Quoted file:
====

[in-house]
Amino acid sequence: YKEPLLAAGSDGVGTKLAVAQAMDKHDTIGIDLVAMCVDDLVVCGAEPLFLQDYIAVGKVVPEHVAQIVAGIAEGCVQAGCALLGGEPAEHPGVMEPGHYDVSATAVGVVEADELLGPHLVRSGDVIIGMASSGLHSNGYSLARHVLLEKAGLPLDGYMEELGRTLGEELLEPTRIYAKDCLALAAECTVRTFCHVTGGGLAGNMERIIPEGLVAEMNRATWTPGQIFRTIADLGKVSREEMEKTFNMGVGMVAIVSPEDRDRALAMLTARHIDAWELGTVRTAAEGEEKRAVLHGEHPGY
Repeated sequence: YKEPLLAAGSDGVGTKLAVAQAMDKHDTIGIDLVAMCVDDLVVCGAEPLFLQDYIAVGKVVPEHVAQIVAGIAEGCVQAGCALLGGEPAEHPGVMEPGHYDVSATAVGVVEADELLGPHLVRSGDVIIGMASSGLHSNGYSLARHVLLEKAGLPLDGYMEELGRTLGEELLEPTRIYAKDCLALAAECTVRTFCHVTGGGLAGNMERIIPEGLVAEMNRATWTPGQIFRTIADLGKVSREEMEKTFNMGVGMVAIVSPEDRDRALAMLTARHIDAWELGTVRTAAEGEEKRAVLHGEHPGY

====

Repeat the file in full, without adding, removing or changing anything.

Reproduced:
[in-house]
Amino acid sequence: YKEPLLAAGSDGVGTKLAVAQAMDKHDTIGIDLVAMCVDDLVVCGAEPLFLQDYIAVGKVVPEHVAQIVAGIAEGCVQAGCALLGGEPAEHPGVMEPGHYDVSATAVGVVEADELLGPHLVRSGDVIIGMASSGLHSNGYSLARHVLLEKAGLPLDGYMEELGRTLGEELLEPTRIYAKDCLALAAECTVRTFCHVTGGGLAGNMERIIPEGLVAEMNRATWTPGQIFRTIADLGKVSREEMEKTFNMGVGMVAIVSPEDRDRALAMLTARHIDAWELGTVRTAAEGEEKRAVLHGEHPGY
Repeated sequence: YKEPLLAAGSDGVGTKLAVAQAMDKHDTIGIDLVAMCVDDLVVCGAEPLFLQDYIAVGKVVPEHVAQIVAGIAEGCVQAGCALLGGEPAEHPGVMEPGHYDVSATAVGVVEADELLGPHLVRSGDVIIGMASSGLHSNGYSLARHVLLEKAGLPLDGYMEELGRTLGEELLEPTRIYAKDCLALAAECTVRTFCHVTGGGLAGNMERIIPEGLVAEMNRATWTPGQIFRTIADLGKVSREEMEKTFNMGVGMVAIVSPEDRDRALAMLTARHIDAWELGTVRTAAEGEEKRAVLHGEHPGY